Nigel Slater

This month: Easter bak­ing recipes, a cook’s tour to Venice and the rise of hen-keep­ing

The Observer Food Monthly - - CONTENTS -

The foxes are back. Sleek, hand­some and per­pet­u­ally hun­gry in equal mea­sure, and with ap­palling ta­ble man­ners. Their pres­ence is the sole rea­son I don’t keep chick­ens in the gar­den. But plenty of peo­ple do and there has been a quiet rise in the num­ber of those who keep a few birds in the back­yard. In this, our spe­cial Easter is­sue, we talk to some of those who take plea­sure in look­ing af­ter a feath­ered fam­ily and for whom the col­lec­tion of warm eggs has be­come some­thing of a daily joy.

We are cel­e­brat­ing Easter a lit­tle early this year with cakes and bakes from Claire Ptak (hazel­nut choco­late chip scones, al­mond turmeric cakes, rasp­berry marsh­mal­lows, milk choco­late and bay leaf tarts, Nige­rian puff puff and pis­ta­chio palmiers). And we have en­listed He­len Goh of Ot­tolenghi to help us find the best choco­late eggs and bun­nies, and hot cross buns, on the high street.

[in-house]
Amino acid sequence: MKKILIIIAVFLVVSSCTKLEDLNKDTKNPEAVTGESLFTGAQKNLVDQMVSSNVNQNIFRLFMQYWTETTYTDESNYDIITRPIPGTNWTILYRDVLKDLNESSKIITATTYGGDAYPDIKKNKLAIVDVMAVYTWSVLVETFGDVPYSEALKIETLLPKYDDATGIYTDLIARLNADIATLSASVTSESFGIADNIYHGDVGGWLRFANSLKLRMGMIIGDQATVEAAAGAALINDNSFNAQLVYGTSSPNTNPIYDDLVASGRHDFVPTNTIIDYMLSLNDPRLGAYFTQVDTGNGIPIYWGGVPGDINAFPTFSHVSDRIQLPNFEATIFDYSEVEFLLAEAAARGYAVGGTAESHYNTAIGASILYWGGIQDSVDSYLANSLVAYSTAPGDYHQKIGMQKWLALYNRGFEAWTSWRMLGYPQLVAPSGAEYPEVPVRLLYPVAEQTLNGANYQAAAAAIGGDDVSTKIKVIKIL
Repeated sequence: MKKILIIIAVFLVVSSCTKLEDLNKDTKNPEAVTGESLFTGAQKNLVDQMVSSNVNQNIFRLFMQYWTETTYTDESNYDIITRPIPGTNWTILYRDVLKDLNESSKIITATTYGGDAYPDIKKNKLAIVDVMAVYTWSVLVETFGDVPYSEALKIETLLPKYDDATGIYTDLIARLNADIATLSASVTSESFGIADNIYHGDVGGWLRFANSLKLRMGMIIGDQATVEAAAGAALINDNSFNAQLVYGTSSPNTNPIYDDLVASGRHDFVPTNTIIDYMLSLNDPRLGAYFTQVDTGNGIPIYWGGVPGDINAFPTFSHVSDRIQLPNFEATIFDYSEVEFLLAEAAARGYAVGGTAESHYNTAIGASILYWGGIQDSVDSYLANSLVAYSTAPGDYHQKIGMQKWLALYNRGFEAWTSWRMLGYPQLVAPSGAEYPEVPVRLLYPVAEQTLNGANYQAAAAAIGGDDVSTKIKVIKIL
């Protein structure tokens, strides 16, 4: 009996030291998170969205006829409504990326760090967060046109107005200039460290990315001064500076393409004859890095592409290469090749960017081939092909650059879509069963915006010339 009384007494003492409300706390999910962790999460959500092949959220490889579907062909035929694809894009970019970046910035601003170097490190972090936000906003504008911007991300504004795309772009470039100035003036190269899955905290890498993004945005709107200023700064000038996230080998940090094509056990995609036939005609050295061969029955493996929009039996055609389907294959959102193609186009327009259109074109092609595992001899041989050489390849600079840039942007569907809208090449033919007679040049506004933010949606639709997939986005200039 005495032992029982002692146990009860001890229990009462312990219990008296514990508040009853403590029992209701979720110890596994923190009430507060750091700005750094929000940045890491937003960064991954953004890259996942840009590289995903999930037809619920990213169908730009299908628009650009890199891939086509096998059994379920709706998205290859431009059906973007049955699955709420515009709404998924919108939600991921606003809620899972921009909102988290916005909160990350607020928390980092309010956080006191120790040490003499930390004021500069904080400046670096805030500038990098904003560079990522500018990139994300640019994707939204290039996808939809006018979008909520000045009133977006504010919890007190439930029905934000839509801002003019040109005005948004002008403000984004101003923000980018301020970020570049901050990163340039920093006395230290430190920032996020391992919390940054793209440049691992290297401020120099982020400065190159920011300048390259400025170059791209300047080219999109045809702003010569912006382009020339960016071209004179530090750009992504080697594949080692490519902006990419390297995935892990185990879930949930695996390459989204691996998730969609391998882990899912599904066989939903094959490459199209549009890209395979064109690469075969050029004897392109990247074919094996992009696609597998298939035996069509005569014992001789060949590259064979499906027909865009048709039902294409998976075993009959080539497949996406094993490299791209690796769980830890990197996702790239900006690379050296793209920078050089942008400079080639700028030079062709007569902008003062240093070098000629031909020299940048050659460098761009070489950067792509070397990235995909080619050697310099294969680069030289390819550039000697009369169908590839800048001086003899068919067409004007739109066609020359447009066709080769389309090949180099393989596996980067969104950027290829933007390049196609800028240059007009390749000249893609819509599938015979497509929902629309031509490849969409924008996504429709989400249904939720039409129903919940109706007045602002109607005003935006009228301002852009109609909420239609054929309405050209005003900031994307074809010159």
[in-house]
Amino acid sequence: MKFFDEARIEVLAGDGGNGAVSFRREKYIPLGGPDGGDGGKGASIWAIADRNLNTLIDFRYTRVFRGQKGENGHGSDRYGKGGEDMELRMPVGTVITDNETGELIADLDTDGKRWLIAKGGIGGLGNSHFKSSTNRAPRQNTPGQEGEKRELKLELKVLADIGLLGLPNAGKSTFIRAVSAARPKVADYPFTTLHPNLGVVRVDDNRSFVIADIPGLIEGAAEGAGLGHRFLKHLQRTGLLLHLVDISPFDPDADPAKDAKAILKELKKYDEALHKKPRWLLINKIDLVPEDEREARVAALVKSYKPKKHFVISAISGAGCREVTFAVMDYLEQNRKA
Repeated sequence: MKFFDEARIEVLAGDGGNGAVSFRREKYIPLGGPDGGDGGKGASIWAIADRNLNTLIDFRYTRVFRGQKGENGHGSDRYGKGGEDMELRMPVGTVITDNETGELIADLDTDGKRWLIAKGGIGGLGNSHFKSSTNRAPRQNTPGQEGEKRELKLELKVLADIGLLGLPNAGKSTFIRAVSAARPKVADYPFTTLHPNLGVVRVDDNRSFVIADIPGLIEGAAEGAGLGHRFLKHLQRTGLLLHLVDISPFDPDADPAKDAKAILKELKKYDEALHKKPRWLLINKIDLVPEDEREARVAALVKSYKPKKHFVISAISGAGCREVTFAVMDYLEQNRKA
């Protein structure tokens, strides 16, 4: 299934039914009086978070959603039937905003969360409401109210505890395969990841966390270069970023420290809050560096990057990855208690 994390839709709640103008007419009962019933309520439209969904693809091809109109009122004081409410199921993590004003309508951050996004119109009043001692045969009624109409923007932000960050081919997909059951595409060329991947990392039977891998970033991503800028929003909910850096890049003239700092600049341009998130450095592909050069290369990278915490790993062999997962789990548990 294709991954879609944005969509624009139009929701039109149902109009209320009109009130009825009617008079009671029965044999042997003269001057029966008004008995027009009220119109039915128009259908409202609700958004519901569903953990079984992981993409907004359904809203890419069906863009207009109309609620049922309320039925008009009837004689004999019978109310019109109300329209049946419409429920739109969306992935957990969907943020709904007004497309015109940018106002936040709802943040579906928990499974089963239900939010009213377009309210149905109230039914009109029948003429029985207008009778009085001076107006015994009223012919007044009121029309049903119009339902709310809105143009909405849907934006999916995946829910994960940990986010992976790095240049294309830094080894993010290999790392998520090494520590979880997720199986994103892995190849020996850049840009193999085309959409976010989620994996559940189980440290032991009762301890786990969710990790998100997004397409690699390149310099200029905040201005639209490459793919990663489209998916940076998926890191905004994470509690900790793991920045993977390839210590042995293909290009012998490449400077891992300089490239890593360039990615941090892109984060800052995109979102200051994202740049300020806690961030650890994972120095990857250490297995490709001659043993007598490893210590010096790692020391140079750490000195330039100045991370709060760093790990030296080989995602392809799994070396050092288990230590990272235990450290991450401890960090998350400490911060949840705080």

Rus­sell Nor­man is the per­son I like to blame for in­flict­ing the “no-book­ings” sys­tem on Lon­don’s din­ers (of course, he wasn’t the first but I feel some­one needs to take the blame) but he does make ex­ceed­ingly pleas­ing restau­rants. (His Polpo group stands al­most alone in giv­ing restau­rant chains a good name and his two pre­vi­ous books re­main a fix­ture in my kitchen.) For his lat­est tome, Venice, Mr Nor­man im­mersed him­self in Vene­tian life, and his recipes for sweet and sour slip soles, frit­tata with prawns and dill and mack­erel caponata are prob­a­bly bet­ter than any­thing you would eat in the city it­self. We have a taster for you.

New restau­rants are still open­ing on an al­most weekly ba­sis, and I can’t help won­der­ing where all the staff are com­ing from. The coun­try has been suf­fer­ing a short­age of chefs for some time, so we sent Tim Lewis to in­ves­ti­gate. Is work­ing in the in­dus­try as tough as it used to be? Is that hideous mon­ster called Brexit to blame? And, if so, what’s to be done about it?

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